Microsoft grants support genomic health IT projects

Microsoft has awarded $850,000 in grants to six health information technology (IT) projects, most of which are related to genome research, Health Data Management reports. Awarded through Microsoft's Computational Challenges of Genome Wide Association Studies Program, the grants will enable Columbia University to develop advanced informatics methods to covert raw health data into usable research information; the National Institutes of Health to identify genes that are relevant to amyotrophic lateral sclerosis (ALS), Parkinson's disease and other neurological disorders; and Purdue University to create a software and data management system that can aid the prediction and prevention of adverse drug events and provide training for physicians and pharmacists on the links between genes, drug metabolism and the risk of adverse drug events. In addition, the Translational Genomics Research Institute will receive funding to develop a universal data format that would allow vendor platforms for genomic research to be integrated into a single file and software library; the University of California will earn funding to develop computational tools to explain the connection between gene pathways that are related to specific disorders; and the University of the Republic of Uruguay will receive a grant to create a data-quality management environment to help users identify and evaluate biological-oriented data quality properties for particular data sources. Health Data Management notes that Microsoft has previously awarded more than $2.5 million for several initiatives through its External Research & Programs unit (Health Data Management, 4/17/08).

PC Gaming alliance brings together industry rivals

Consulting firm Global Inventures has helped assemble a group of industry competitors to develop resources and common standards in an effort to help the multibillion-dollar PC gaming industry grow even larger, the East Bay Business Times reports. The California-based consultant will manage the PC Gaming Alliance, which includes players representing the entire PC gaming supply chain such as chip makers Intel and Advanced Micro Devices Inc., graphics card maker Nvidia Corp., computer makers Dell and Acer Inc., and software companies including Microsoft and Epic Games Inc. Ultimately, the alliance aims to become the authority on the PC game industry and create standards that will make it easier to develop games for personal computers. According to the Times, the game alliance expects to release data on sales and forecasting later this year, as well as progress on configurations by year-end (Sailors, East Bay Business Times, 4/18/08).

Computer scientists unveil new computer graphics program

Computer scientists at the University of California-San Diego Thursday announced creation of a fog and smoke program for computer graphics, United Press International reports. Presenting in Crete, Greece, at Eurographics 2008, the researchers note that the program reduces the computational cost of making realistic smoky and foggy 3-D images, such as depicting beams of light from a lighthouse piercing thick fog. According to the scientists, their achievement will help cutting-edge graphics techniques transition from research labs into movies, and eventually to video games and beyond. UPI adds that “the work is part of a shift in the computer graphics, film, animation and video game industries toward greater realism through the use of ‘ray tracing algorithms’ that calculate how light in computer-generated images would behave in the real world, the researchers said” (UPI, 4/17/08).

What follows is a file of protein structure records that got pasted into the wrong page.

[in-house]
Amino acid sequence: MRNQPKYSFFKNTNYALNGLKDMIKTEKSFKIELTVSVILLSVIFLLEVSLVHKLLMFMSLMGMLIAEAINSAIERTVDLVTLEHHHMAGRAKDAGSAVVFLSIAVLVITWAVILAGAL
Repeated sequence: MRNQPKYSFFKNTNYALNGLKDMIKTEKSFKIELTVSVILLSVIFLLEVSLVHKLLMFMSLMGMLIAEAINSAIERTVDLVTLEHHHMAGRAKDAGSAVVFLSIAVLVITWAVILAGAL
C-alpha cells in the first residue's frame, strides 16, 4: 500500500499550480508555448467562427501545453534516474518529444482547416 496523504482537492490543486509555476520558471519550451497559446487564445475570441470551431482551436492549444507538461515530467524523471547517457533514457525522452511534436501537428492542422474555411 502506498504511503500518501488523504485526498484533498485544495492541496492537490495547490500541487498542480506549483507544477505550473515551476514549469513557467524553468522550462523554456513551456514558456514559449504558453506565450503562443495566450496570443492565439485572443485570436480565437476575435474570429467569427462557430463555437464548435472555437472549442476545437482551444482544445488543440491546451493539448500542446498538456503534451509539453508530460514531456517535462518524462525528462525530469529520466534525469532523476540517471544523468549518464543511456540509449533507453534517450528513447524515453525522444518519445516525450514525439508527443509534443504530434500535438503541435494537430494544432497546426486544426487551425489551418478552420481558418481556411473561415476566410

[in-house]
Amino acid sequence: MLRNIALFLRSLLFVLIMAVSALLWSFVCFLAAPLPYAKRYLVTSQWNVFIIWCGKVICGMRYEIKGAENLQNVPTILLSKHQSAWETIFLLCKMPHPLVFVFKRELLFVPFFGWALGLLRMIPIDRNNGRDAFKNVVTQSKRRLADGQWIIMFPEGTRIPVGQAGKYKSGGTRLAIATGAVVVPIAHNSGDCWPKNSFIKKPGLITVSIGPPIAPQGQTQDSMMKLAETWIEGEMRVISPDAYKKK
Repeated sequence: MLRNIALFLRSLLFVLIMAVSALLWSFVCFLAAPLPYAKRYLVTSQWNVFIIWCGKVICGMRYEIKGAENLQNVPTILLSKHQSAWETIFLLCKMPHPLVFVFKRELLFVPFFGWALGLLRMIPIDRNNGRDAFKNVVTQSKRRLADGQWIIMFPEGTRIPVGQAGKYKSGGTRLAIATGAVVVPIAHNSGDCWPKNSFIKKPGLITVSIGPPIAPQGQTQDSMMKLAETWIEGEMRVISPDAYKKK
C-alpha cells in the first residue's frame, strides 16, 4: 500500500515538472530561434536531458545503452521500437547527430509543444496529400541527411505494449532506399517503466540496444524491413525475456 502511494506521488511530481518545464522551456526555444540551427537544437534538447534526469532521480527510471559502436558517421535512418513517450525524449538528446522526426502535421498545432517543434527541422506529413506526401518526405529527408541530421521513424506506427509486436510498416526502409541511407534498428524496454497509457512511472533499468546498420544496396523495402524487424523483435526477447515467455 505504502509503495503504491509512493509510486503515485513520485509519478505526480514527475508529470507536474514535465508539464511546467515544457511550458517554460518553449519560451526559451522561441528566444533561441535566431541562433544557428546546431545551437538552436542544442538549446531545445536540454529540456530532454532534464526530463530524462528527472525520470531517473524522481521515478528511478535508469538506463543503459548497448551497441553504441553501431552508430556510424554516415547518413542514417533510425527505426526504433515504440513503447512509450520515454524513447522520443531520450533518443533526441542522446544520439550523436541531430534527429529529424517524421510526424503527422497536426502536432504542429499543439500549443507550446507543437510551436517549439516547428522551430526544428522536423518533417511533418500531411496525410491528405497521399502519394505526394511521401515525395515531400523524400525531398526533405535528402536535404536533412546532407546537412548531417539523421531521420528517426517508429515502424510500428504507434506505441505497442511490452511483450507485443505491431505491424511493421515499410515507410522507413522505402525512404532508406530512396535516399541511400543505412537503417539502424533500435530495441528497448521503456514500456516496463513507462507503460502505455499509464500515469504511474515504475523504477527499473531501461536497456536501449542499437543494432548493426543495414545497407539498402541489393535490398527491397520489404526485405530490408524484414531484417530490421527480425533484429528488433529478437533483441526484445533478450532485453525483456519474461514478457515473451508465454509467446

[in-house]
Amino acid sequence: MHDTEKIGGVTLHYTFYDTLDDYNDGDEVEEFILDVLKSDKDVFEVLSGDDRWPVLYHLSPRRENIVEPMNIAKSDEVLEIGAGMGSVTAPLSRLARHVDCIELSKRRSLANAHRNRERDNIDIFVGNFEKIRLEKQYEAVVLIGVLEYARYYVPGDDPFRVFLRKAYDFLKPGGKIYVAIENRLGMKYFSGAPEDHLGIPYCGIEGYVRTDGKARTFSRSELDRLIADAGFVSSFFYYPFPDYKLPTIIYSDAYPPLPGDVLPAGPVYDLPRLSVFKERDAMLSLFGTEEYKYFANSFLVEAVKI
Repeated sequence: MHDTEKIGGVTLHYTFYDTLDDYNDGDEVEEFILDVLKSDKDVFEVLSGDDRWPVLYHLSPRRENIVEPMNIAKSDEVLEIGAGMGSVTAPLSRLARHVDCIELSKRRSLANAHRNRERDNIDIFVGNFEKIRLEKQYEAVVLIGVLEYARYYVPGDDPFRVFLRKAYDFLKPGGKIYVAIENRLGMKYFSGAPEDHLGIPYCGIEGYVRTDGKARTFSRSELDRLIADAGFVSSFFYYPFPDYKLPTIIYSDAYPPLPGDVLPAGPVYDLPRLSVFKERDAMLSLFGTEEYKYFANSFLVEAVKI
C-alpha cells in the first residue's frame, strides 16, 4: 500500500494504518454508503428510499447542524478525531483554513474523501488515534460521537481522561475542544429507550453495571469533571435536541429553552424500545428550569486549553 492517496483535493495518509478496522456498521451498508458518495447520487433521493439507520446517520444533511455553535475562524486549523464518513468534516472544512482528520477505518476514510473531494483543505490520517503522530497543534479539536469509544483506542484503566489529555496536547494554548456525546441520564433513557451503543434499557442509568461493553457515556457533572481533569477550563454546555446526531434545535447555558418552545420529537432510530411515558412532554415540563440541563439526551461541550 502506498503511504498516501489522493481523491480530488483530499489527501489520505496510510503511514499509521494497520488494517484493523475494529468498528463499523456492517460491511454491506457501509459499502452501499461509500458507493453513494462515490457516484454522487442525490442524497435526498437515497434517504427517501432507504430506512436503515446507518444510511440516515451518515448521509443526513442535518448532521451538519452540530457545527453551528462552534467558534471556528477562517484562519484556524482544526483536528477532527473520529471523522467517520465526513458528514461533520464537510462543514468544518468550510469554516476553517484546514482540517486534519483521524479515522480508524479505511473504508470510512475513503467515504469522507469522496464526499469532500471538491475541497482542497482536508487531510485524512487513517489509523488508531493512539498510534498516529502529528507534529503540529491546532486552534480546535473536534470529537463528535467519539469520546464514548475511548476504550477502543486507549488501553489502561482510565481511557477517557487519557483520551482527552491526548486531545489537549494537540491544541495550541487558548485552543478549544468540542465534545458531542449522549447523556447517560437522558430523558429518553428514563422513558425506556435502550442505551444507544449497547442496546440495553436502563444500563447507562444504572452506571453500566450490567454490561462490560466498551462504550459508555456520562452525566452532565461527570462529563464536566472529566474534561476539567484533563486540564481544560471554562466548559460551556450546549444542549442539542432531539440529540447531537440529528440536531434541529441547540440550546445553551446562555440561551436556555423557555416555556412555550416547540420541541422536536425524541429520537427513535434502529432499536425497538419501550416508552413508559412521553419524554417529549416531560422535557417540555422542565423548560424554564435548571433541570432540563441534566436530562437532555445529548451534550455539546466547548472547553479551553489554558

Red Hat says no plans to release Windows competitor to commercial market

Red Hat on Thursday announced that it does not plan to release a competitor to Microsoft's Windows operating system for PCs any time soon, Triangle Business Journal reports. Currently, North Carolina-based Red Hat sells and services a version of the Linux OS for corporate servers, and its low cost has made its the OS of choice for those big customers. Downshifting to the desktop computer market, where Windows dominates, however, would just be too risky and expensive, Red Hat officials note. Specifically, the company’s Desktop Team reported in a post to a corporate blog that, "as a public, for-profit company, Red Hat must create products and technologies with an eye on the bottom line, and with desktops this is much harder to do than with servers," adding that "the desktop market suffers from having one dominant vendor, and some people still perceive that today's Linux desktops simply don't provide a practical alternative" (Triangle Business Journal, 4/17/08).

Online calculator helps determine chances for premature infants

Researchers at the Neonatal Research Network of the National Institute of Child Health and Human Development have developed a new online calculator that can help parents and physicians decide how much treatment to provide to extremely premature infants, the New York Times reports. Based on data from a larger study published in the New England Journal of Medicine on Thursday, the calculator takes into account traits, such as birthweight and sex, to generate statistics on the infant's likelihood of survival or disability. Specifically, the study included 4,446 infants born between 22 and 25 weeks' gestation at 19 hospitals in the Neonatal Research Network. One study author notes that the findings and calculator are part of an effort to provide more solid evidence for physicians and parents to make decisions. She adds that she did not know if the study or calculator would lead to more or less treatment of extremely premature infants (Grady, New York Times, 4/17/08).